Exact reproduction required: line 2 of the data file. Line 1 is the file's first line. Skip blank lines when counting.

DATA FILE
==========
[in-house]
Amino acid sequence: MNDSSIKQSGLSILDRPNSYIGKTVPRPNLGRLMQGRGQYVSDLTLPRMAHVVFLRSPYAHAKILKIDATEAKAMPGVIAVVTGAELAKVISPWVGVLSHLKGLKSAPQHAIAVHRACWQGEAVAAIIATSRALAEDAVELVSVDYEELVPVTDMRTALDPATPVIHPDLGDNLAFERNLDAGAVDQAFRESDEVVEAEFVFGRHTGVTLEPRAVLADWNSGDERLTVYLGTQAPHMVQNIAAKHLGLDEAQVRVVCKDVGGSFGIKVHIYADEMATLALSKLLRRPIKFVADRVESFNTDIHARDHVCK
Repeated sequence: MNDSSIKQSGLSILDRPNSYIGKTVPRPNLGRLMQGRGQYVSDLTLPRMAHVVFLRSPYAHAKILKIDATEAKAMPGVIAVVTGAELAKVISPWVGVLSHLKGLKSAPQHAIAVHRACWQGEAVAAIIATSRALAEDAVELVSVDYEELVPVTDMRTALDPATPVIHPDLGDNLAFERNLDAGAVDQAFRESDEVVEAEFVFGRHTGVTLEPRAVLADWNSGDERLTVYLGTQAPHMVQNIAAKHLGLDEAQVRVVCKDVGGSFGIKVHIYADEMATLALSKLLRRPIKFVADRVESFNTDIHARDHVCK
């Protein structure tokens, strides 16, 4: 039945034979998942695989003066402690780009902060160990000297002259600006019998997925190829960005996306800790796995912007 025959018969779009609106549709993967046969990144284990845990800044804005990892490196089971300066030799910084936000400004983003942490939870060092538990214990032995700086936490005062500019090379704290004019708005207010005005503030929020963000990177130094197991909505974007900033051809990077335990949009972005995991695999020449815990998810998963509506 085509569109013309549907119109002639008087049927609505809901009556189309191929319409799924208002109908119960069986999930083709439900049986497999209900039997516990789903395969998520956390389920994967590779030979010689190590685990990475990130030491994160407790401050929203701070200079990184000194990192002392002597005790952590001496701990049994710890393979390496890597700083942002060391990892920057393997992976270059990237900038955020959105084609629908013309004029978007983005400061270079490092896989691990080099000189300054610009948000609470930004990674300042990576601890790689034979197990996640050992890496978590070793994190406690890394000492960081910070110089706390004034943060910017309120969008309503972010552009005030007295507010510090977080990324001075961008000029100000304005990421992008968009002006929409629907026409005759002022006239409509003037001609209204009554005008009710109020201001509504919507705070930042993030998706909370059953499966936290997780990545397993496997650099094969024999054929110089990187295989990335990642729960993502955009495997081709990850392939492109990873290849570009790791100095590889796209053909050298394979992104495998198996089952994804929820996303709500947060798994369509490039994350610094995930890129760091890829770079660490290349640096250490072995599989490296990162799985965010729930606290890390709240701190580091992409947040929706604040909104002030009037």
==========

Amino acid sequence: MNDSSIKQSGLSILDRPNSYIGKTVPRPNLGRLMQGRGQYVSDLTLPRMAHVVFLRSPYAHAKILKIDATEAKAMPGVIAVVTGAELAKVISPWVGVLSHLKGLKSAPQHAIAVHRACWQGEAVAAIIATSRALAEDAVELVSVDYEELVPVTDMRTALDPATPVIHPDLGDNLAFERNLDAGAVDQAFRESDEVVEAEFVFGRHTGVTLEPRAVLADWNSGDERLTVYLGTQAPHMVQNIAAKHLGLDEAQVRVVCKDVGGSFGIKVHIYADEMATLALSKLLRRPIKFVADRVESFNTDIHARDHVCK